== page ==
oDR: Analysis

Will Ukraine run elections during a war?

Ukraine’s Western allies are pushing for the country to hold elections. But the issue is vexed regardless of who wins

Vladyslav Faraponov
7 September 2023, 9.39am
Ukrainian president Volodymyr Zelenskyi has called on the US and EU to finance election security

(c) Kaniuka Ruslan / Ukrinform/Future Publishing via Getty Images. All rights reserved

Amid calls from international partners, Ukrainian president Volodymyr Zelenskyi is stuck with a difficult choice: whether or not to hold parliamentary and presidential elections during a war.

On a recent trip to Kyiv, US senator Lindsey Graham – one of the most active advocates of aid to Ukraine – called on the Ukrainian authorities to consider holding elections as soon as possible, despite martial law still being in effect. Tiny Kox, president of the parliamentary assembly of the Council of Europe, has made a similar call.

The idea of holding both presidential and parliamentary elections in 2024 has been in the air for some time in Ukraine. The presidential race is supposed to conclude on 31 March 2024, and the parliamentary campaign – on 29 October this year. That, at least, will not happen because Parliament has just prolonged martial law for another 90 days: Ukrainian laws forbid holding any elections while martial law is imposed, and election campaigns are supposed to last at least 90 days.

The argument in favour of elections is simple: Zelenskyi wants to show that Ukraine is not Russia, and that democracy matters to him and Ukrainian citizens. Besides, Western partners may find it strange that Ukraine would not conduct elections while claiming it is defending democracy in Europe and worldwide.

Get the free oDR newsletter

A weekly summary of our latest stories about the post-Soviet world.

But conducting elections in Ukraine would be a challenge. More than seven million people have left the country, and around a million Ukrainians are fighting in the army, not to mention the unknown number of Ukrainians in the Russian-occupied parts of Luhansk and Donetsk regions in the east and south, as well as Crimea.

Ensuring election security is a priority for any country. But Russia would likely be ready for any election day or days that took place, meaning Ukraine’s central authorities would be unable to guarantee voters’ safety.

Zelenskyi has suggested that the EU and US should share responsibility for financing wartime election security, pointing out the complexity of involving international and local observers in polling stations close to the front. Then there’s the fact that Ukraine’s counteroffensive in 2023 brought back 241 square kilometres of its land. If the Ukrainian army continues to liberate territory village by village, town by town, in eastern and southern Ukraine, it is anyone’s guess where the front line could be by the time of an election.

In peacetime, the transition from one government to another takes some time, usually months. Ukraine does not have this luxury

One option among Zelenskyi’s close circle is that elections could be held online via the popular government app, Diya. The app has already been used to conduct polling, but not a nationwide vote that includes voters abroad.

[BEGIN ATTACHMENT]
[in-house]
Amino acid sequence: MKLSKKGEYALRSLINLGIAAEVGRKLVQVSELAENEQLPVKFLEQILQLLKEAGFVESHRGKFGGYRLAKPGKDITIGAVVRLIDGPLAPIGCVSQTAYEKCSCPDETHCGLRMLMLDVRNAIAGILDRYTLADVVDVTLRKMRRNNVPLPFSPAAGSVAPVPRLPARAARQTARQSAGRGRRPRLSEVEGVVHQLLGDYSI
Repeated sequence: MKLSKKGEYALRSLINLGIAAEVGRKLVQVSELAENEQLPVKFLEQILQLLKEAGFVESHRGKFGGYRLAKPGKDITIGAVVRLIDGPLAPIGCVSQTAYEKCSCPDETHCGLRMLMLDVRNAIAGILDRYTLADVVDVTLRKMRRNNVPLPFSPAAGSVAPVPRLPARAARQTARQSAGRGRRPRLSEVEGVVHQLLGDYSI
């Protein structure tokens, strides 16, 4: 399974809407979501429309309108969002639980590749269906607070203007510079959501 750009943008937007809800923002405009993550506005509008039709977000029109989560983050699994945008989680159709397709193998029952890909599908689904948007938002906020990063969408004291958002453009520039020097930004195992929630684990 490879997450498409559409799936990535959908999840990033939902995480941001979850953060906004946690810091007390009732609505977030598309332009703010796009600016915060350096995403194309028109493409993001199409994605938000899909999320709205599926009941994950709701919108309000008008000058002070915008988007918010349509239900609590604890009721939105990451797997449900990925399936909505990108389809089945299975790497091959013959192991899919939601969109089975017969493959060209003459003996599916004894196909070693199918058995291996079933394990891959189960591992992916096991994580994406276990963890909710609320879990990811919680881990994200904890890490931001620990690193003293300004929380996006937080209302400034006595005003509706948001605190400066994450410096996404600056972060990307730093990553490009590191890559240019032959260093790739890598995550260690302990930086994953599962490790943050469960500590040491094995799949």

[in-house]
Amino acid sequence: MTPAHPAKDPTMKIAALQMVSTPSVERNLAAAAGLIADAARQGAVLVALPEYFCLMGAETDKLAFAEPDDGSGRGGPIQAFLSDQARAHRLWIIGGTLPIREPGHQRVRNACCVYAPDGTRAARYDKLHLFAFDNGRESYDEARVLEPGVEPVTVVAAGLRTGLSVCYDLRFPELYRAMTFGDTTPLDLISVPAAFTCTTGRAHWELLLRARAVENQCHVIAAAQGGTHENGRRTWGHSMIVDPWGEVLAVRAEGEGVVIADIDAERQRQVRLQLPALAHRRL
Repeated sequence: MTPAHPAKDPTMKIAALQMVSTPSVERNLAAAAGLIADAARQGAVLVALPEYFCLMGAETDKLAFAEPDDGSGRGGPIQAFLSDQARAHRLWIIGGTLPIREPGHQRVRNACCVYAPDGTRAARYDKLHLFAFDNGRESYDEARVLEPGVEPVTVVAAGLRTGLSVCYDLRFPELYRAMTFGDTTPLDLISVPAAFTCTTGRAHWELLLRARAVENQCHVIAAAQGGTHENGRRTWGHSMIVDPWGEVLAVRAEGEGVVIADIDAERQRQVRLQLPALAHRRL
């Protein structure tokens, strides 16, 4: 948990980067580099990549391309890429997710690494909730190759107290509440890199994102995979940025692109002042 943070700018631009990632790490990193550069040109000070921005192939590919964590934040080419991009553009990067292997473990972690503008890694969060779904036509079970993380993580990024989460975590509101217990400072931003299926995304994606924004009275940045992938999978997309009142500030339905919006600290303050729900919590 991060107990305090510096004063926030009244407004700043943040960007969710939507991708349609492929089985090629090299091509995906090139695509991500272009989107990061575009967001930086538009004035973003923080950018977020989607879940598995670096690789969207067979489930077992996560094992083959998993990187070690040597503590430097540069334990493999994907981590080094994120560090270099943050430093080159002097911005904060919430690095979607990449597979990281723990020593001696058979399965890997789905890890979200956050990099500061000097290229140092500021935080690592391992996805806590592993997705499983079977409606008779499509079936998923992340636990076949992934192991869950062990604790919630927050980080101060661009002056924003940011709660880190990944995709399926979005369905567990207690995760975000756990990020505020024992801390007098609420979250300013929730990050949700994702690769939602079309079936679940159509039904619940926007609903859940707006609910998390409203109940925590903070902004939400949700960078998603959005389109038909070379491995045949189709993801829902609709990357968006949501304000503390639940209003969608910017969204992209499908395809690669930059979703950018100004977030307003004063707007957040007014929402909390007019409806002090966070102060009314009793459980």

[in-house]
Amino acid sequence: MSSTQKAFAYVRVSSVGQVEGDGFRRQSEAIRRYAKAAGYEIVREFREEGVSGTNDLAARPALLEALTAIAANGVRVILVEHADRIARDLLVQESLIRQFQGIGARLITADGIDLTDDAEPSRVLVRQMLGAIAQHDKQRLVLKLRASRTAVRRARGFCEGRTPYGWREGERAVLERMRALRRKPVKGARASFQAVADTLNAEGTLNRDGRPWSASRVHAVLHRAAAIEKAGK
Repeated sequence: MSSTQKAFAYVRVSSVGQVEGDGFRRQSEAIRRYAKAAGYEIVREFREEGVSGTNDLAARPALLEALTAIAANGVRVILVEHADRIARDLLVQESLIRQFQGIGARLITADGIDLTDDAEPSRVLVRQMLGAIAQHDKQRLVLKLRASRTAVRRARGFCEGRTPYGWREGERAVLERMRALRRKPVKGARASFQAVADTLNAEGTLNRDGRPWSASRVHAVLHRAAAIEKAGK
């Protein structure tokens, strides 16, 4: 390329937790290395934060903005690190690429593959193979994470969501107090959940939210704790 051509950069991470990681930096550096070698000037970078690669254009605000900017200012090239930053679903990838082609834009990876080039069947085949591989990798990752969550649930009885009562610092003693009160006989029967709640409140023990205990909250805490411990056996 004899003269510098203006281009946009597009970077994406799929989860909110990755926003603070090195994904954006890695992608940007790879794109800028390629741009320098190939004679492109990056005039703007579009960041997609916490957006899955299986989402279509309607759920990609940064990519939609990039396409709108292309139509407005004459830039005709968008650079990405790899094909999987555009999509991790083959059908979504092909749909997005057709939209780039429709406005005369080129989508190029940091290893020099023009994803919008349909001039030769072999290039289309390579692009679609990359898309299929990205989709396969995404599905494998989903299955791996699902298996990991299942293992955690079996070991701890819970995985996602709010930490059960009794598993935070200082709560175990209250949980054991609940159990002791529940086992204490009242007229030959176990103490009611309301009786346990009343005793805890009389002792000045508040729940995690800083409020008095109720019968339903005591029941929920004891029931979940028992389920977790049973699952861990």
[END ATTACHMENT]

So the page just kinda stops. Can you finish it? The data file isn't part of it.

Almost 20 million Ukrainians use the app and are eager to vote online, but there are security issues here, too, about its use and storage of personal information. It’s not unimaginable that Russia could try to hack the app to get voters’ data and disrupt the process.

Zelenskyi still tops opinion polls of politicians, with more than 81% of Ukrainians saying they trust him. But there is no recent polling data to compare him directly with other candidates in terms of presidential ambitions.

Another major question is what would happen were Zelenskyi to lose an election midway through a war.

If Volodymyr Zelenskyi loses, some Ukrainians fear the country would have to begin peace negotiations with Russia, which may not conclude in their favour. In particular, the idea that Ukraine might go back to a situation of ‘frozen conflict’ is particularly unpopular in the country. In this scenario, active fighting would come to an end, but no peace treaty would resolve the conflict to the satisfaction of the combatants. This is what happened between 2014 and 2022.

That’s why the Ukrainian public doesn’t appear to want compromise with Russia: more than 68% Ukrainians see victory as meaning a complete defeat of Russia, leading to the liberation of all the occupied territories (43%) or even the collapse of Russia itself (26%).

What’s more, in peacetime, the transition from one government to another takes some time, usually months. Ukraine does not have this luxury.

In Ukraine today, people are discussing the prospect of “winning the war, but losing the peace” – the potential revenge of corruption and backroom practices. The first elections after Russia’s full-scale war should symbolise Ukraine’s new era and a final goodbye to the old, corrupt, way of doing things. If Zelenskyi can’t find a way to guarantee security during the election process, it is likely Ukraine won’t have elections until the war is over.

We’ve got a newsletter for everyone

Whatever you’re interested in, there’s a free openDemocracy newsletter for you.

Get oDR emails Occasional updates from our team covering the post-Soviet space Sign up here


We encourage anyone to comment, please consult the oD commenting guidelines if you have any questions.
Audio available Bookmark Check Language Close Comments Download Facebook Link Email Newsletter Newsletter Play Print Share Twitter Youtube Search Instagram WhatsApp yourData